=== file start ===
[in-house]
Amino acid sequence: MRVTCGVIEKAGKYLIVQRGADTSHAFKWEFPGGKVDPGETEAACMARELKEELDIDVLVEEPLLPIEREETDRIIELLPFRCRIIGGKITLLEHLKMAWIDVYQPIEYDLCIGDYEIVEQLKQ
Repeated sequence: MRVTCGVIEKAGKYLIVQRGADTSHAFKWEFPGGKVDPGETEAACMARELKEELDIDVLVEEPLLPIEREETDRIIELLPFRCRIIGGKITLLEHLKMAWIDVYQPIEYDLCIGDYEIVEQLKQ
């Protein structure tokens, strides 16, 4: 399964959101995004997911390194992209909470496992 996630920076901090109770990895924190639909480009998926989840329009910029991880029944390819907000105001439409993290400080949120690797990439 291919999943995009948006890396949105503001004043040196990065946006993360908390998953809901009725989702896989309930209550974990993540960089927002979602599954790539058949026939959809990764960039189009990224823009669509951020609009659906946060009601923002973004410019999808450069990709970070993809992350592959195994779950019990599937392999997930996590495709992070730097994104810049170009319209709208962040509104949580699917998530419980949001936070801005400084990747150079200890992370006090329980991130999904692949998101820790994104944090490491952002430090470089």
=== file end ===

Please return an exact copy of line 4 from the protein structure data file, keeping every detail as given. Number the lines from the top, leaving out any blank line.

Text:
């Protein structure tokens, strides 16, 4: 399964959101995004997911390194992209909470496992 996630920076901090109770990895924190639909480009998926989840329009910029991880029944390819907000105001439409993290400080949120690797990439 291919999943995009948006890396949105503001004043040196990065946006993360908390998953809901009725989702896989309930209550974990993540960089927002979602599954790539058949026939959809990764960039189009990224823009669509951020609009659906946060009601923002973004410019999808450069990709970070993809992350592959195994779950019990599937392999997930996590495709992070730097994104810049170009319209709208962040509104949580699917998530419980949001936070801005400084990747150079200890992370006090329980991130999904692949998101820790994104944090490491952002430090470089």